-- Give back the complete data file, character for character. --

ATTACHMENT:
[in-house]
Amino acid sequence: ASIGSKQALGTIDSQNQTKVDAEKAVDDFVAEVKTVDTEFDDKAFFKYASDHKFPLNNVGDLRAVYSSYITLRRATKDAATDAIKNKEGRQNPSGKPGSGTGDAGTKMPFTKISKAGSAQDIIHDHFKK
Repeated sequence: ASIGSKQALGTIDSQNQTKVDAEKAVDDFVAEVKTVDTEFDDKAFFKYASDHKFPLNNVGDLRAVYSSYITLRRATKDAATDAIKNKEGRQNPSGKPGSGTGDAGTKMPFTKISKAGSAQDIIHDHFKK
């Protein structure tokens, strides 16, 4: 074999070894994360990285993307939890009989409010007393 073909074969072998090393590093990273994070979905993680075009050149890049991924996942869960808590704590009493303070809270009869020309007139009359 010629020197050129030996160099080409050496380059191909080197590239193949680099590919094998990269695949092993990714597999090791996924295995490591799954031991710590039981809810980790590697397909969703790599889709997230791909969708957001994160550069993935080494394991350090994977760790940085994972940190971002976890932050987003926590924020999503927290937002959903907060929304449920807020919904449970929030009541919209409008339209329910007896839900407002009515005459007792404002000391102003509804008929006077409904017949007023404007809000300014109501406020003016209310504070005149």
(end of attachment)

[in-house]
Amino acid sequence: ASIGSKQALGTIDSQNQTKVDAEKAVDDFVAEVKTVDTEFDDKAFFKYASDHKFPLNNVGDLRAVYSSYITLRRATKDAATDAIKNKEGRQNPSGKPGSGTGDAGTKMPFTKISKAGSAQDIIHDHFKK
Repeated sequence: ASIGSKQALGTIDSQNQTKVDAEKAVDDFVAEVKTVDTEFDDKAFFKYASDHKFPLNNVGDLRAVYSSYITLRRATKDAATDAIKNKEGRQNPSGKPGSGTGDAGTKMPFTKISKAGSAQDIIHDHFKK
């Protein structure tokens, strides 16, 4: 074999070894994360990285993307939890009989409010007393 073909074969072998090393590093990273994070979905993680075009050149890049991924996942869960808590704590009493303070809270009869020309007139009359 010629020197050129030996160099080409050496380059191909080197590239193949680099590919094998990269695949092993990714597999090791996924295995490591799954031991710590039981809810980790590697397909969703790599889709997230791909969708957001994160550069993935080494394991350090994977760790940085994972940190971002976890932050987003926590924020999503927290937002959903907060929304449920807020919904449970929030009541919209409008339209329910007896839900407002009515005459007792404002000391102003509804008929006077409904017949007023404007809000300014109501406020003016209310504070005149």